15,000 nukes in 14 countries pose potential threat to human existence | Pakistan Today

15,000 nukes in 14 countries pose potential threat to human existence

ISLAMABAD: Experts have highlighted that over 15,000 nuclear weapons at around 107 different sites in 14 countries pose a potential threat to human existence on earth as humankind is yet to develop the capacity to deal with the humanitarian consequences of a nuclear accident.

According to the World Economic Forum’s Global Risk Landscape, the world at present was increasingly at a risk of a nuclear accident due to the growing number of warheads being developed and stored at different global sites.

Experts, while speaking at a roundtable discussion on “Building Bridges for Effective Nuclear Disarmament: Current Nuclear Challenges and Opportunities”, observed that currently there was no existing mechanism for capping the impact of a nuclear detonation.

It was also highlighted that nuclear accidents do happen and sometimes go unreported. Even after the end of the Nuclear Security Summit process, around 83 per cent of the world’s highly enriched uranium (HEU) and plutonium were in military use and have not been addressed. The remaining 17 per cent under civilian use had been addressed as a result of the Nuclear Security Summit process.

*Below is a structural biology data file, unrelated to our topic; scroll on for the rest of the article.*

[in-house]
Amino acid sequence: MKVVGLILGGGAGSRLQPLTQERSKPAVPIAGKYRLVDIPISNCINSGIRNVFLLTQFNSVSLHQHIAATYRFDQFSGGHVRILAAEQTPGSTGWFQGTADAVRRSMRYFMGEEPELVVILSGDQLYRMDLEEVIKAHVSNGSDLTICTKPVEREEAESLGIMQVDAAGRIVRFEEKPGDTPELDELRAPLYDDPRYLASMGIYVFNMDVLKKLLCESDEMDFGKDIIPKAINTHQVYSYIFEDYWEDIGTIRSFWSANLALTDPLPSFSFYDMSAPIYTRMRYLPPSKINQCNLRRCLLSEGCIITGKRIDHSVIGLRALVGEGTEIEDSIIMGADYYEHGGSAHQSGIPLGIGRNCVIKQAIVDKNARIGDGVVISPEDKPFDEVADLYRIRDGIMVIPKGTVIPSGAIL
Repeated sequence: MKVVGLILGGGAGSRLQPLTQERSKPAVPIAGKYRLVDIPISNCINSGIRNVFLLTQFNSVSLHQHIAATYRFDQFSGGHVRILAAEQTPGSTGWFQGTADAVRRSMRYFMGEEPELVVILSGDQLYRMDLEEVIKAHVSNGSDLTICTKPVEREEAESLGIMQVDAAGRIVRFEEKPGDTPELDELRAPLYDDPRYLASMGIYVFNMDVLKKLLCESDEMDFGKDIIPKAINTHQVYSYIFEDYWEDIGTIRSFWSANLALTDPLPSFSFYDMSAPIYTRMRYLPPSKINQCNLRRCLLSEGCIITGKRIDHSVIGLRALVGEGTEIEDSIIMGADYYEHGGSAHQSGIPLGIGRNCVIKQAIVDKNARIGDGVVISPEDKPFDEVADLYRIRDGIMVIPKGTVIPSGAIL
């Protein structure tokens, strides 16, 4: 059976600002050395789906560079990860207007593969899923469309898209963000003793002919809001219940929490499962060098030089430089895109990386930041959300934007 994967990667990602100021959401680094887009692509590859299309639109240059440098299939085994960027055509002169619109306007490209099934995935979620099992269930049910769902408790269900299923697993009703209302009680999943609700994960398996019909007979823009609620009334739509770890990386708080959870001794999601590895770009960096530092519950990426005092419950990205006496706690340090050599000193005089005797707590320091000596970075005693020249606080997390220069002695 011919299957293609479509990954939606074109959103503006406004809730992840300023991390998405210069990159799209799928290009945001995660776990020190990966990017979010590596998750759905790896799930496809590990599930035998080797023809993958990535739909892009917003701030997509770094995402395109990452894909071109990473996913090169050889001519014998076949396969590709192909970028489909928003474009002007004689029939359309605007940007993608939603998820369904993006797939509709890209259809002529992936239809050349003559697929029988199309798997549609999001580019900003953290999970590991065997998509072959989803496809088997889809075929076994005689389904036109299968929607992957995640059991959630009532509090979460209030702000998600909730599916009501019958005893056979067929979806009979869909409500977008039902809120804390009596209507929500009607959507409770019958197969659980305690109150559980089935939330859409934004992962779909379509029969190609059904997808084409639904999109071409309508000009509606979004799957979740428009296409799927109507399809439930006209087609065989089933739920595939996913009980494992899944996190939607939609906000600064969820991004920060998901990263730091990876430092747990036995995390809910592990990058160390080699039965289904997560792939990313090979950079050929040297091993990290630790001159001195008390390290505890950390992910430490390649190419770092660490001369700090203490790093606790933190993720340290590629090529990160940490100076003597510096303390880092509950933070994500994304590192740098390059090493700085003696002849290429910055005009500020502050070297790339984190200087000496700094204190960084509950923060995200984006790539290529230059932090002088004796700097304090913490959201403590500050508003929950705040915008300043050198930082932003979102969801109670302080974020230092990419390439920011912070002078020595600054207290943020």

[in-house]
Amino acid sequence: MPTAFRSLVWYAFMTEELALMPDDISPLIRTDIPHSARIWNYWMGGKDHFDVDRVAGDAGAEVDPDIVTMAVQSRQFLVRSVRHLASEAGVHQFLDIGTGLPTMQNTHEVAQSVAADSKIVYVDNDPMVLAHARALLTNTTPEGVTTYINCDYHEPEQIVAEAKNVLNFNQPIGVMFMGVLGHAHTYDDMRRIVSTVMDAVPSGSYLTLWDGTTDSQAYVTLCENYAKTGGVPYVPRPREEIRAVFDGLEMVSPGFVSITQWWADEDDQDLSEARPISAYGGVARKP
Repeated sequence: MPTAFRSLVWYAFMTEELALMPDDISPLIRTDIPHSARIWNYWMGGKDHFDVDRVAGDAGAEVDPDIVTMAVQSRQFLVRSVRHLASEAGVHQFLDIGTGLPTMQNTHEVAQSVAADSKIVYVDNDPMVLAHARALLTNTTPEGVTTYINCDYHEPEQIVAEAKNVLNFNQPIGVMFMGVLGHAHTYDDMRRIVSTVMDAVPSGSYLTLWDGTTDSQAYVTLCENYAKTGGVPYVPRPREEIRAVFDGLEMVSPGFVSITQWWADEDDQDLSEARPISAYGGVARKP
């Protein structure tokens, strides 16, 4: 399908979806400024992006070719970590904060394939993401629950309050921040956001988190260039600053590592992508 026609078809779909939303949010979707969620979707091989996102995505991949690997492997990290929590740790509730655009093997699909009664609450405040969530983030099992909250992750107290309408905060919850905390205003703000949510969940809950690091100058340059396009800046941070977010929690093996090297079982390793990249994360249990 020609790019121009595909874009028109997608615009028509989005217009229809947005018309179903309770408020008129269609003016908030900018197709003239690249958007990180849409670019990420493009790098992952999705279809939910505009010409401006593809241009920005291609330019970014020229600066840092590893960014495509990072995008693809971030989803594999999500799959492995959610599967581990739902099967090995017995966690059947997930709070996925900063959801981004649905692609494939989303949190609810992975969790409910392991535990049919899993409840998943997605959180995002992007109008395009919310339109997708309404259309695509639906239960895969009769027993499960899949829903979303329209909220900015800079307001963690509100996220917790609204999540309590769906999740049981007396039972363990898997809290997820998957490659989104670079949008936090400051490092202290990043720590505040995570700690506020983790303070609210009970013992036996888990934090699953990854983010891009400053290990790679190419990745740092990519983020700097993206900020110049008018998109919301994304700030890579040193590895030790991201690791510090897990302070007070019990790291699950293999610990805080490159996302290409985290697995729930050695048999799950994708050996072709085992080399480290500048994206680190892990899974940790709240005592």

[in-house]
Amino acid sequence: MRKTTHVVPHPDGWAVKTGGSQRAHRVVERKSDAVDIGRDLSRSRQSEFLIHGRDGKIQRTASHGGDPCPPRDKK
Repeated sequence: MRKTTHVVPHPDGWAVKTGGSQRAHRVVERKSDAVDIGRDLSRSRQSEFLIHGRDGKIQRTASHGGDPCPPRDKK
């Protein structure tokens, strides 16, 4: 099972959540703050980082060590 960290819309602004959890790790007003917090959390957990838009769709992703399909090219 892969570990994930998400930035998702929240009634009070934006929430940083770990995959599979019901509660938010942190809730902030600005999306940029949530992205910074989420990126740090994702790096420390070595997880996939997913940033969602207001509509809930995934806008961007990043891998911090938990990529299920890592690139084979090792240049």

On the issue of North Korea’s denuclearisation, the world had welcomed Democratic People’s Republic of Korea’s (DPRK) decision. Participants raised questions about who would verify the dismantling of DPRK’s nuclear devices.

The participants were informed that some countries believed that the International Atomic Energy Agency (IAEA) should monitor the process. However, the IAEA was not mandated for this task. Other countries were of the view that Comprehensive Nuclear-Test-Ban Treaty (CTBT) should oversee the closure and dismantling of DPRK’s nuclear programme, it was further informed.

However, Strategic Studies Institute Islamabad (SSII) Director General (DG) Dr Shireen Mazari argued that although CTBT was a non-discriminatory treaty, it remained irrelevant until the United States (US) ratified it.

She suggested that Pakistan should engage other countries who objected to India’s membership of Nuclear Suppliers Group (NSG) through its own diplomatic measures in order to effectively deal with the issue. Pakistan needs proactive and timely diplomacy to effectively counter this issue, she added.



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